The most likely outcome of Ireland’s debt crisis is the collapse of the single currency, writes Eoin Brady
Deckchairs are being rearranged on the Titanic. €1 off the dole. €500 extra for college. A few thousand voluntary redundancies. It doesn’t add up to much. In the context of the banks’ losses, all of the swinging cuts and punishing tax increases aren’t going to make much of a dent. €6bn in a year, against borrowing from the ECB of €130bn?
The banks’ losses dwarf any effort the Irish government can make to get our accounts in order. The main reason we are being subjected to these measures is to keep the ECB and the IMF onside. As they are the only entities willing to fund us at reasonable rates of interest, we need them.
We have to keep doing exactly what we’re told because when the IMF gives someone a loan, they don’t just give someone a loan. A borrower from the IMF gets three months’ worth of cash, and if after three months they aren’t making the progress the IMF feels they should be, the next payment gets cut. This nearly happened to Greece, when Austria complained that they weren’t making enough progress. So we’d better keep arranging those deckchairs.
The pertinent question here, however, is whether there are bigger deckchairs being rearranged on a bigger Titanic. With the turmoil we’re going through at the moment, it’s hard to keep an eye on the big picture. The big picture is the future of the single currency.
With 20 per cent of what the ECB had set aside as a fund for keeping the entire eurozone stable hoovered up by Ireland’s banks, people are starting to get rather uncomfortable in Brussels. This fund was supposed to be so vast it would restore confidence to the markets, and never even need to be touched. But it hasn’t worked out like that.
Events are taking a very different, and markedly worse, turn. Not only is the fund being used, it’s being drawn upon so heavily that the people paying for it in Europe are beginning to feel the pinch and would really prefer to stop paying for it. This is what motivated German Chancellor Angela Merkel to suggest that some of the losses are taken by the investors who loaned the money to banks, rather than by instructing the Irish public (and by extension, the ECB) to pay for it.
She had to backtrack from that position when bond yields in the peripheral eurozone countries shot up, indicating market nervousness. A few short weeks later – in a U-turn so evocative of the ones our Brians have been making that it would funny, were it not so serious – the ECB and the IMF are drawing up plans to make the investors take a hit.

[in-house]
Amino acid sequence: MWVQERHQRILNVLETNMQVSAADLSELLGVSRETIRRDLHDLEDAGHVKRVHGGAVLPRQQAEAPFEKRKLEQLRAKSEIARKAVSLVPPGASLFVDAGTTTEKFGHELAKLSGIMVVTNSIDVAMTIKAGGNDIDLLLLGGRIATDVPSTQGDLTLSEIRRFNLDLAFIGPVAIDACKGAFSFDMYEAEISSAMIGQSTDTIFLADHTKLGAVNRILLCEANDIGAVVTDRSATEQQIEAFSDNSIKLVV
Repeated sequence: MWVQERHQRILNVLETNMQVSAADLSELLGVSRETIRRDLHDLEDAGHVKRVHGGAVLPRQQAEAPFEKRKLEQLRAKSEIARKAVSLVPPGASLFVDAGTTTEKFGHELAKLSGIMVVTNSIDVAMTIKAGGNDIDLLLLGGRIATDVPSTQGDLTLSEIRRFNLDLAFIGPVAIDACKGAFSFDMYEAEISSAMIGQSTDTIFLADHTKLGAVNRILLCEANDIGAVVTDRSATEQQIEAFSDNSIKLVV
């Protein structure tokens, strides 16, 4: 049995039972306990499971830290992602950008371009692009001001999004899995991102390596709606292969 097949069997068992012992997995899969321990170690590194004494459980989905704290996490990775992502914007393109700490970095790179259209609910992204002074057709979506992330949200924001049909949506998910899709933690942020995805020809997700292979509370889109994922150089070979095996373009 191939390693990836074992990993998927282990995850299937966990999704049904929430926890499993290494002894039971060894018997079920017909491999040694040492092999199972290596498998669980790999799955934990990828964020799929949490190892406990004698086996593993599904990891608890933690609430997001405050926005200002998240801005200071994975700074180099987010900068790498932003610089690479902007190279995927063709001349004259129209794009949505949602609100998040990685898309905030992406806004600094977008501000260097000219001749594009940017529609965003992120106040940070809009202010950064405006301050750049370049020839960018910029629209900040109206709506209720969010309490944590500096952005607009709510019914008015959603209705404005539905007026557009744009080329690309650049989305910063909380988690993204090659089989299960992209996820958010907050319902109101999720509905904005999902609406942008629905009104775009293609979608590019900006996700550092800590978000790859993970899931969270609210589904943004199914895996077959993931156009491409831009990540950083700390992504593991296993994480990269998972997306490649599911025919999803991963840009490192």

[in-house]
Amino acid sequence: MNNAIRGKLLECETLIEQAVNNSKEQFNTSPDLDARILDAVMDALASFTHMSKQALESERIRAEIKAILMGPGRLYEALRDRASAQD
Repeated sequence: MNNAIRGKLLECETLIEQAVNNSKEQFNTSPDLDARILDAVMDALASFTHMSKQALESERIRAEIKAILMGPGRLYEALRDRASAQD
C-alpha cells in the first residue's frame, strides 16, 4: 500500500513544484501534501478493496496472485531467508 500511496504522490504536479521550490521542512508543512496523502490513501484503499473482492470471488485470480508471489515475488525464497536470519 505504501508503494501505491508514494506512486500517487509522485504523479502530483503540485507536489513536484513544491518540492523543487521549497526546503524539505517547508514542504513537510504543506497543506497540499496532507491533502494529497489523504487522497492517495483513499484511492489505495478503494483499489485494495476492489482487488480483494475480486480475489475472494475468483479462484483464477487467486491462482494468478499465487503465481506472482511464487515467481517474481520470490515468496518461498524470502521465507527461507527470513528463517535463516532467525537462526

From the point of view of the Irish public, the benefits of not having to pay back vast sums of someone else’s money are obvious. However, the effect it will have on the ability of Portugal and Spain – and even more disturbingly, Belgium – to fund themselves remains to be seen.
Portugal and Spain have seen increases in the spread of their yields over German in the last few weeks. The cost of insuring Belgian sovereign debt is at a record high. This means investors are demanding more compensation for taking on what they perceive to be riskier bets. This is happening despite Spain and Portugal’s protestations that they are “not Ireland” – a claim reminiscent of Ireland’s leaders a few months ago – that we were “not Greece”. Of course, that turned out to be partially true – we were actually in much worse shape than Greece.
Ireland is a deckchair, and the eurozone is the Titanic. As the ECB and IMF hammer out little discounts here and there on Anglo’s subordinated debt, Portugal – a country with an economy similar in size to Ireland – and Spain – whose economy is six times larger – are shaping up to do just what we are doing right now.
Spain’s economy is a tenth of the eurozone total. While the Irish banks might have been too big to fail, Spain is unquestionably too big to rescue. If the markets get sufficiently spooked – and the portents are that they will – the ECB will have to cut Spain loose. A disorderly default within the eurozone would do such reputational damage to the single currency that the surviving members will want to distance them from it. At that point, the costs of holding the eurozone together would outweigh any remaining benefits.
Nobody really knows what’s going to happen. However, based on this evidence, it looks like Europe will be a drastically different place in a year and all the ECB is doing is rearranging deckchairs.